By weird coincidence, I was binging Stargate SG-1 after not having seen it in years just as this story was breaking across fandom news sites and social media. I say it was a weird coincidence because it was within a day of the news breaking that I hit the season three episode Shades of Grey. If it doesn’t ring a bell, let me refresh your memory.

The SG-1 team members are attempting to work out a deal with an alien race that has denied Earth access to their advanced technology in the past. They had just saved the aliens from being wiped out, so their hope was to leverage this gratitude. The aliens refuse to share their technology. Angry at hitting this wall once again, O’Neill steals alien tech from the planet before SG-1 returns home through the Stargate.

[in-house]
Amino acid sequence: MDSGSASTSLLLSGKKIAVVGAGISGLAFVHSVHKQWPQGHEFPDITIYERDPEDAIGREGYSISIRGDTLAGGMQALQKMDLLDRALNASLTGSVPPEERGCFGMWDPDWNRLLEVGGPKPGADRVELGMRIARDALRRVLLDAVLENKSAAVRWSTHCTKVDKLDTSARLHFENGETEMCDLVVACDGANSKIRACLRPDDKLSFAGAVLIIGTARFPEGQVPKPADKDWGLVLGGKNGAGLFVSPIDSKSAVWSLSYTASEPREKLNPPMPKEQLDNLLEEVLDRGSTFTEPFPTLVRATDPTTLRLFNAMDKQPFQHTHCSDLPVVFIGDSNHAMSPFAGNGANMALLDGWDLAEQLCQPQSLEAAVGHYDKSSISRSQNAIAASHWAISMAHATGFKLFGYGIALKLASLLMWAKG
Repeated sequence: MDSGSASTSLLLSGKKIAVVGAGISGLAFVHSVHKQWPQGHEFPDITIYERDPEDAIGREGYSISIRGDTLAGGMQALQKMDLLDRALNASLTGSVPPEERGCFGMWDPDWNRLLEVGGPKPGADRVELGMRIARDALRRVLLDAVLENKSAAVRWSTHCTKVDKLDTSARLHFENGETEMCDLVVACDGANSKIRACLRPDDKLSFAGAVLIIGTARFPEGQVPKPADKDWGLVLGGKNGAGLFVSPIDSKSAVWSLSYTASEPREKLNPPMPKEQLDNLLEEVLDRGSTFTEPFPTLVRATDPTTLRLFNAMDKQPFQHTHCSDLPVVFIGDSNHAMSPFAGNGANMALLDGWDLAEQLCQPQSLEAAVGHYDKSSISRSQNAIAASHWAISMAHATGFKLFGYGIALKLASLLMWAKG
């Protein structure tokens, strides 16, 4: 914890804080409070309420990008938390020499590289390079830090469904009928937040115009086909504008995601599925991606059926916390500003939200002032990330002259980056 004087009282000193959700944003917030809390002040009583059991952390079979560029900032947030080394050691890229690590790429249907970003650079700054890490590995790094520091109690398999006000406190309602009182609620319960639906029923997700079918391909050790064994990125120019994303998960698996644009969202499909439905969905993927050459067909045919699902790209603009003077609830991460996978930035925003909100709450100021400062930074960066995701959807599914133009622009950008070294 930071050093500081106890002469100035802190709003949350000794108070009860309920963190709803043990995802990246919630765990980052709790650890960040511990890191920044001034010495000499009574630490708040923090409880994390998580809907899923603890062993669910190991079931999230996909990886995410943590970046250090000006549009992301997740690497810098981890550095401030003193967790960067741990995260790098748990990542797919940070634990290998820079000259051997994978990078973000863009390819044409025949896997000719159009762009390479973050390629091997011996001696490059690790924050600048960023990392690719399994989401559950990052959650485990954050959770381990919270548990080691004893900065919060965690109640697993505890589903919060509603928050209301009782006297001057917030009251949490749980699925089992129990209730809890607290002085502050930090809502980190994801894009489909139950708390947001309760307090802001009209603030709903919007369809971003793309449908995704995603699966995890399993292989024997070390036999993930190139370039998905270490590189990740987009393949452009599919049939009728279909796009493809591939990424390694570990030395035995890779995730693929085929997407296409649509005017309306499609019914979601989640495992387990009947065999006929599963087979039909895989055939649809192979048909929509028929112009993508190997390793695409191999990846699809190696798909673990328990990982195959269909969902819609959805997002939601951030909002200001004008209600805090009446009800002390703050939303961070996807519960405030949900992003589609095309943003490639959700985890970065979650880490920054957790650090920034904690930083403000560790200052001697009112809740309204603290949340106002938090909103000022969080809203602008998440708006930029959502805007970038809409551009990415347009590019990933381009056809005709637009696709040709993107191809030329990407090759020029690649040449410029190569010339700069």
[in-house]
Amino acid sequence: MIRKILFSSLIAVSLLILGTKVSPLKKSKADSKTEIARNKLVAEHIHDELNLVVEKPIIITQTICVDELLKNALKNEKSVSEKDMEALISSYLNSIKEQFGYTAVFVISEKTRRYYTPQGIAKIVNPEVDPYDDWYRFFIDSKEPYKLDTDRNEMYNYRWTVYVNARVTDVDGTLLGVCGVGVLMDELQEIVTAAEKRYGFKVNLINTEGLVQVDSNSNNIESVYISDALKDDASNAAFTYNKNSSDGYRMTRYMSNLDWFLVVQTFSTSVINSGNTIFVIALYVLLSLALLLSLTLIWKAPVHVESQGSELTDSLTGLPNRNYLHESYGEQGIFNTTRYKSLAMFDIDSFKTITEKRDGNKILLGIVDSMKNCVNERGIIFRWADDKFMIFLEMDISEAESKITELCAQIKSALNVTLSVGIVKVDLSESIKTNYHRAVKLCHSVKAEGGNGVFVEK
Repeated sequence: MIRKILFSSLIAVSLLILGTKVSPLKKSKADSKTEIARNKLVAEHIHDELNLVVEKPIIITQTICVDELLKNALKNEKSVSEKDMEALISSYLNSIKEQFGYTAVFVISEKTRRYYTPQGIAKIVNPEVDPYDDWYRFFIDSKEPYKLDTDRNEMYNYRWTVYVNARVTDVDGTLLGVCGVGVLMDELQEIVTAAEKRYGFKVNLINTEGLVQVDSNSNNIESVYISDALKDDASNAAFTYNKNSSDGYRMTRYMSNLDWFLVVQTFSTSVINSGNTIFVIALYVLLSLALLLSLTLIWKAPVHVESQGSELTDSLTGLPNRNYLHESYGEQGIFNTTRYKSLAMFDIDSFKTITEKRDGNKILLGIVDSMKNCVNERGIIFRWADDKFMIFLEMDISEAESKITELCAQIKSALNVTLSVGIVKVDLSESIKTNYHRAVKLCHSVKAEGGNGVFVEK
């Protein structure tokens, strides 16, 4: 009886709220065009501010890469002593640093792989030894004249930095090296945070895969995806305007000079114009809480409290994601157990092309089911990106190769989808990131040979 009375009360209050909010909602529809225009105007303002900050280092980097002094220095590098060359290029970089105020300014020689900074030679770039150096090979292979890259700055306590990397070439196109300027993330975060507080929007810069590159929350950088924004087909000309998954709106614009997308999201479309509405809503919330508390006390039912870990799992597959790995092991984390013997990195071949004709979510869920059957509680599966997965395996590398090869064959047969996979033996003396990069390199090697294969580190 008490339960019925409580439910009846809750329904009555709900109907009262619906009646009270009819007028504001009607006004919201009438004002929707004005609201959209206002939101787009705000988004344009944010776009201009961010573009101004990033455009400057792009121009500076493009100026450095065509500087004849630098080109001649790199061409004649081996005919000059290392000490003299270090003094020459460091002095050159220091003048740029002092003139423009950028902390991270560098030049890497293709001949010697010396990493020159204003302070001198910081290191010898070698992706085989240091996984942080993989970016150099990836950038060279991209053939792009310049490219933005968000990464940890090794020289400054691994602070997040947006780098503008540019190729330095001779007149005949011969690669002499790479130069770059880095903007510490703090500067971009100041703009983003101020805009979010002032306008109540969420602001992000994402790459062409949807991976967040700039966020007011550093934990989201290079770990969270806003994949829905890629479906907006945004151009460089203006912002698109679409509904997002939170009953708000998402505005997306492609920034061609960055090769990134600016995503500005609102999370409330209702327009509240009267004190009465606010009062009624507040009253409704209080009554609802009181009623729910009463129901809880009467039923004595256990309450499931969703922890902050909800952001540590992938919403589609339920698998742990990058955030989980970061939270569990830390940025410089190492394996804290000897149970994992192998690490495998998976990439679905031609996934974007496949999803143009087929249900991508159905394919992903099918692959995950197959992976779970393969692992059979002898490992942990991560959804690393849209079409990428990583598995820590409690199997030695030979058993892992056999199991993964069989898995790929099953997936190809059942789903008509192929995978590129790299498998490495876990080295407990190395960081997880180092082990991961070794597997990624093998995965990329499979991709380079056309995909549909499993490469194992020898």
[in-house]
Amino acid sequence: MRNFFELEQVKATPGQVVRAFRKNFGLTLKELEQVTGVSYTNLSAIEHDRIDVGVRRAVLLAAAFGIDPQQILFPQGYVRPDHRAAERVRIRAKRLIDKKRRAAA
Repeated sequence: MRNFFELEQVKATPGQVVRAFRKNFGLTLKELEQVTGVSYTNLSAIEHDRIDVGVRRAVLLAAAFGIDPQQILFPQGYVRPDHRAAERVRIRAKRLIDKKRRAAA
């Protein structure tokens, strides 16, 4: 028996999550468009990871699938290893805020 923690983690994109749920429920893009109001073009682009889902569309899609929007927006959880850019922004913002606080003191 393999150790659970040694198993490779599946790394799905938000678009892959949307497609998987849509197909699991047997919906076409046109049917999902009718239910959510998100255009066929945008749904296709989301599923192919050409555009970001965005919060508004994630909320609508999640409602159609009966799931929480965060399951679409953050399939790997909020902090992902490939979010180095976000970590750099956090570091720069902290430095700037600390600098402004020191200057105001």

This leads O’Neill to be discharged from the team and the military. Daniel visits him in his home to try to find out why he’s acting the way he is, and O’Neill blows him off. He makes it clear that this was how he worked before SG-1, and he was tired of having to be diplomatic and getting nothing for Earth from it. As you’re watching a show where alien tech has altered the minds of the team members in the past or even had them replaced more than once, a first-time viewer might start wondering what’s going on and how this can be happening.

Heading into spoiler territory- it was a scam. A rogue Earth organization was operating off-world to steal alien tech; even in some cases from allies of Earth. It was a plan to get O’Neill into their group so that he could break it up and largely end a story arc that had been running through the show for some time at that point. O’Neill was never being written wrong or written in a way that threw away his core character traits for a story, we just weren’t let in on what the story actually was until we let it unfold before our eyes.